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Health, Science, Environment

Brains and Losses: Age Related Financial Vulnerability

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KALW presents a special documentary Monday, May 27th at 7 p.m.

Neuroscientists and gerontologists see evidence that people become more vulnerable to financial exploitation as they age. Con artists, fraudsters, even family, friends, and caregivers take money from seniors and abuse their trust. According to researchers, the shame of these crimes prevents victims from reporting or talking about them, creating a crucial public policy issue.

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Credit Courtesy American Public Media
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Marketplace Morning Report host David Brancaccio presents immersive storytelling to explore the evidence for what doctors are calling "Age-Related Financial Vulnerability."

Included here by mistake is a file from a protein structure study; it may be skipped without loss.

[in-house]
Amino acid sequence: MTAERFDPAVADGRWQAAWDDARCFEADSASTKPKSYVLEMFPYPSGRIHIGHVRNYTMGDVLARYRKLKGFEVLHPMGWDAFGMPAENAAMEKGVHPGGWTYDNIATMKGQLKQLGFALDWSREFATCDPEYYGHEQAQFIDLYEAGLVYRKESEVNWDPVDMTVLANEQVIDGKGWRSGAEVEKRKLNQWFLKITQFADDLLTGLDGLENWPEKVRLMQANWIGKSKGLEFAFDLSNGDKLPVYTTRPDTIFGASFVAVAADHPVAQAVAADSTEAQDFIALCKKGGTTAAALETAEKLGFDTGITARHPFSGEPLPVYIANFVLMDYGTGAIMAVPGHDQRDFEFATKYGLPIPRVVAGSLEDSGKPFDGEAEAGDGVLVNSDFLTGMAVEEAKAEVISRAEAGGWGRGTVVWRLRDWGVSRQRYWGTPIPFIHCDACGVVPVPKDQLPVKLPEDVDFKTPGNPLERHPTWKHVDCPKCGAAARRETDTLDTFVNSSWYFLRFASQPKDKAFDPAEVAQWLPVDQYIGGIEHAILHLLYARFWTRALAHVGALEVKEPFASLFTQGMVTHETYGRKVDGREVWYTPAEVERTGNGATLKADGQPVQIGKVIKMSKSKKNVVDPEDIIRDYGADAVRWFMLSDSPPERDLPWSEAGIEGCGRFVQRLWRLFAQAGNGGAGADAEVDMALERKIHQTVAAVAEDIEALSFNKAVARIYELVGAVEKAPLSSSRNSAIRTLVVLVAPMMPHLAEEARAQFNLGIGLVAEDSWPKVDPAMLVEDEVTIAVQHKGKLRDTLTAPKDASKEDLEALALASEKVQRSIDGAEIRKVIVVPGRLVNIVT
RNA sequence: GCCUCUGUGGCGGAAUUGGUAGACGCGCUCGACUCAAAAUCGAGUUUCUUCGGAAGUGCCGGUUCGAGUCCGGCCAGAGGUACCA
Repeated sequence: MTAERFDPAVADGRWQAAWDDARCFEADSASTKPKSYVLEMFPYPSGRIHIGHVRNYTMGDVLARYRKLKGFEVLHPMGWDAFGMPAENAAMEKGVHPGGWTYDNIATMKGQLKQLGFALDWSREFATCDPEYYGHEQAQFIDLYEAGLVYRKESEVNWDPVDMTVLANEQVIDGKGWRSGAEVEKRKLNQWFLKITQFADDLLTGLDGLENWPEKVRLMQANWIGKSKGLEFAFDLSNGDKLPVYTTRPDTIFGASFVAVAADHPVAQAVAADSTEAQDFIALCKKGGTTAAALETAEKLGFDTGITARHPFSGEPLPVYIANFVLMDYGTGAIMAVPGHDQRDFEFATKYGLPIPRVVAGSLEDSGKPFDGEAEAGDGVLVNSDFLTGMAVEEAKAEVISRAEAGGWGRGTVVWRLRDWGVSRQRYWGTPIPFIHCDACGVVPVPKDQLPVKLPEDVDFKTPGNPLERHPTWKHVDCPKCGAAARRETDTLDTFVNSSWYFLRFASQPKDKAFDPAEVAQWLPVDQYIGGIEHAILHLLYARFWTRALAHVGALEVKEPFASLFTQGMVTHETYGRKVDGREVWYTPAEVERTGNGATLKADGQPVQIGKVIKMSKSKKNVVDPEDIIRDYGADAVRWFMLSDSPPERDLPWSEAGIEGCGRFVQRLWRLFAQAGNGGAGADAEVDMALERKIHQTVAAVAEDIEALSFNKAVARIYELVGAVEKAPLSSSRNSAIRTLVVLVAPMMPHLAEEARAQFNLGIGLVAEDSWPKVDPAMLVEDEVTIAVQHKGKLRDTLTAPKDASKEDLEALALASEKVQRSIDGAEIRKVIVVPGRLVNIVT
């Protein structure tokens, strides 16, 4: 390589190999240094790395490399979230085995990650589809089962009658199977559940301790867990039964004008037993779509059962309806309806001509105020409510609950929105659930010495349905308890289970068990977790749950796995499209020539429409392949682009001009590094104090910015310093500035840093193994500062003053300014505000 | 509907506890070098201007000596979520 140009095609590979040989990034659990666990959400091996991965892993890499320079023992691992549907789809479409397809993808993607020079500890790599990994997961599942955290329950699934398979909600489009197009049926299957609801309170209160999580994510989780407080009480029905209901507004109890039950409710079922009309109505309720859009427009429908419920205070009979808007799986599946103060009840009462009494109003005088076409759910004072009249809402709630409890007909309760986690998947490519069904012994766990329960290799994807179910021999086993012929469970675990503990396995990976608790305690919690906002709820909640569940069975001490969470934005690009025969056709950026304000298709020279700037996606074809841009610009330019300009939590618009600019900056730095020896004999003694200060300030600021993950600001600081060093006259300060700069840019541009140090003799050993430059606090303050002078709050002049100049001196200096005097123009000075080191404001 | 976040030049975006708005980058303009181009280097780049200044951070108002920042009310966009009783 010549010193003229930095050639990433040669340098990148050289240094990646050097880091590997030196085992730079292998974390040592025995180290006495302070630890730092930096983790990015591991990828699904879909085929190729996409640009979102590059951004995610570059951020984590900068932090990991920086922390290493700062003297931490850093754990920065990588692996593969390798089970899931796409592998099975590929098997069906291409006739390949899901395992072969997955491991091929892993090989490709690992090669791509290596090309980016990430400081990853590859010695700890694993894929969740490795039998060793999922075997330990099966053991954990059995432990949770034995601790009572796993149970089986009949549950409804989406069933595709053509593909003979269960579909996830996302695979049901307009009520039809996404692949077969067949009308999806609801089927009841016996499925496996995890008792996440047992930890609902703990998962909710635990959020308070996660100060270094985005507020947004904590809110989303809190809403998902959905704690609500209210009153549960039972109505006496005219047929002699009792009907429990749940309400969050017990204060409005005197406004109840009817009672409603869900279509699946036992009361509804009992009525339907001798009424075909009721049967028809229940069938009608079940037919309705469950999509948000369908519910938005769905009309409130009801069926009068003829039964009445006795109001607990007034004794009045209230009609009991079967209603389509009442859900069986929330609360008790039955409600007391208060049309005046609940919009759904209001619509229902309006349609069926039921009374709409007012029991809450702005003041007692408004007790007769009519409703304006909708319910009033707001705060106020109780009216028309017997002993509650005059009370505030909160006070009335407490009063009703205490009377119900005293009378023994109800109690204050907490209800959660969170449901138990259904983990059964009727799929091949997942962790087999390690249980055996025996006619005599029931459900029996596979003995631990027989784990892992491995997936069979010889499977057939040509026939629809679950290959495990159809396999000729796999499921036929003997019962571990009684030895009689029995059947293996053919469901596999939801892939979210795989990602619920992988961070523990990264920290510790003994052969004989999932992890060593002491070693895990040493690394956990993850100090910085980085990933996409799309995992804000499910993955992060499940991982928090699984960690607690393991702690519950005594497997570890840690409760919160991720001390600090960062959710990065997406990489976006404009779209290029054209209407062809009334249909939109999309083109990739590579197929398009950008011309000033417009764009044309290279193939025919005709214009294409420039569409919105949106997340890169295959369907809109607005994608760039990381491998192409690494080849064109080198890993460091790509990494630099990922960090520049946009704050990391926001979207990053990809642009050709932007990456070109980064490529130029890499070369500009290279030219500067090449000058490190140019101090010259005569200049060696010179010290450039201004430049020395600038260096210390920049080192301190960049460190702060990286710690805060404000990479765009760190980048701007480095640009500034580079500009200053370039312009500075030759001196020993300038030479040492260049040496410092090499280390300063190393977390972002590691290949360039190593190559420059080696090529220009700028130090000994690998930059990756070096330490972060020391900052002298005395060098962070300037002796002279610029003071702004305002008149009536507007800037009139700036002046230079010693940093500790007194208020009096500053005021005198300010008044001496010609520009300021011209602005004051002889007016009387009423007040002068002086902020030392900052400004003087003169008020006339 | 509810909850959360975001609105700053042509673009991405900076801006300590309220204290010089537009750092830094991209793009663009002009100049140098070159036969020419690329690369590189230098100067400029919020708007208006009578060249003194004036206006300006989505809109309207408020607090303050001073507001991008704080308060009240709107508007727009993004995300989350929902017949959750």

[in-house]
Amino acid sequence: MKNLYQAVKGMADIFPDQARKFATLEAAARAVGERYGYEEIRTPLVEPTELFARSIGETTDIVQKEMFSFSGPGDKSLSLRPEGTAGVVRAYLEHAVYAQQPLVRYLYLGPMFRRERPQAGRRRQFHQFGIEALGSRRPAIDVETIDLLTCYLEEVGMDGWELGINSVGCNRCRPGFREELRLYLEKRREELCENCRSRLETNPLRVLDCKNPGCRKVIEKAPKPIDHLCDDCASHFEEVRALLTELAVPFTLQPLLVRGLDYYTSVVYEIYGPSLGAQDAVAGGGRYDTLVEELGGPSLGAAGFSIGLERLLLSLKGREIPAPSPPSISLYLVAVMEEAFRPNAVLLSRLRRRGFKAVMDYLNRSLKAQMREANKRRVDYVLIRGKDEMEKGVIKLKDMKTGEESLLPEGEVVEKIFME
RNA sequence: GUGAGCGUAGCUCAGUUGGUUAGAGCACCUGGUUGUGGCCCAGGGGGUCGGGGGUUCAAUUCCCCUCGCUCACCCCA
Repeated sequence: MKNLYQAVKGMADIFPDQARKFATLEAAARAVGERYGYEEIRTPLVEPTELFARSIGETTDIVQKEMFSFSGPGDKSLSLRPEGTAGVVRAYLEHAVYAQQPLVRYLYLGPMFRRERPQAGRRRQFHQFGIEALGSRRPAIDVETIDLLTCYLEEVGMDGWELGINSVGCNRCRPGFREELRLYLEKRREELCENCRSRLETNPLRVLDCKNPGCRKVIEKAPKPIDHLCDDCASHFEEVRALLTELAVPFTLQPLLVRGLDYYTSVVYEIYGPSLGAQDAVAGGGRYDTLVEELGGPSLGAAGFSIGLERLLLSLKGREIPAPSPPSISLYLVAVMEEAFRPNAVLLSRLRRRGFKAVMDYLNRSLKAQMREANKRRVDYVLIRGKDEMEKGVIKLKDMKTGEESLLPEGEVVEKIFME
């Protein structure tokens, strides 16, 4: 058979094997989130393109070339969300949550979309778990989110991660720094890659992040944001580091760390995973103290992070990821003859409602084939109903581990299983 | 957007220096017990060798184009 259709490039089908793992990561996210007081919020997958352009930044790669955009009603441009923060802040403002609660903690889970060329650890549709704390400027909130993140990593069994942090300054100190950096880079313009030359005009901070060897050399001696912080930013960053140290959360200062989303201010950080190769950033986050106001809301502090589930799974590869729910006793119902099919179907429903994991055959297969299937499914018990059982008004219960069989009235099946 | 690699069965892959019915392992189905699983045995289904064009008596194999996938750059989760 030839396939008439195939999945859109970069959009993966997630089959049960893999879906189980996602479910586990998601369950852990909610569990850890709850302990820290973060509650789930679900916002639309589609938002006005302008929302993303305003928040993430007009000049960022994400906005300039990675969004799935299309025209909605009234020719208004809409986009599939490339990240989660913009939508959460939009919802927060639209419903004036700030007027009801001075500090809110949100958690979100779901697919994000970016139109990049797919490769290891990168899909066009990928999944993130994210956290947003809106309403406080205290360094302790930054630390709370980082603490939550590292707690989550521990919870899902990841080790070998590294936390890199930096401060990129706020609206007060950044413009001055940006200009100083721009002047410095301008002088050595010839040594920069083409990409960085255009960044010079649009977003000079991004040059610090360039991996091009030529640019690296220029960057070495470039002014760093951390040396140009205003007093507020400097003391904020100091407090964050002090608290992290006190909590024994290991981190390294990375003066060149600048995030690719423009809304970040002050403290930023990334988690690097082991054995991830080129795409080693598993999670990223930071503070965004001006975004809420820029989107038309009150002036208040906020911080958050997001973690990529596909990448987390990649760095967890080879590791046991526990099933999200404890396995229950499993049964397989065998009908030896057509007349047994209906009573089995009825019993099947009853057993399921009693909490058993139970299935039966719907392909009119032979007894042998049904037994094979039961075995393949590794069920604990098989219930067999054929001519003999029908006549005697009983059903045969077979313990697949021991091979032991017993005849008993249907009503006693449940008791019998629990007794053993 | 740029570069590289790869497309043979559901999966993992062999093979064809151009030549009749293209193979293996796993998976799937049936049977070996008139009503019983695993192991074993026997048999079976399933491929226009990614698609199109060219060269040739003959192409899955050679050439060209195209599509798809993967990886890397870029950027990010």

Brains & Losses presents stories of fraud victims and their families from across the U.S., including a 78-year-old substitute school nurse, who lost more than $230,000 in what started as a computer support scam, and mushroomed into a blizzard of gift card purchases and a bank transfer to Nepal.

Supported by a wide range of nationally-recognized experts – from the Stanford Center on Longevity, to an elder justice advocate recognized by a MacArthur Foundation "genius" grant, to the grandson of the New York philanthropist at the center of the most high-profile case of elder financial fraud this century – "Brains and Losses" presents solutions journalism for audiences who want to protect themselves and their loved ones as they grow older.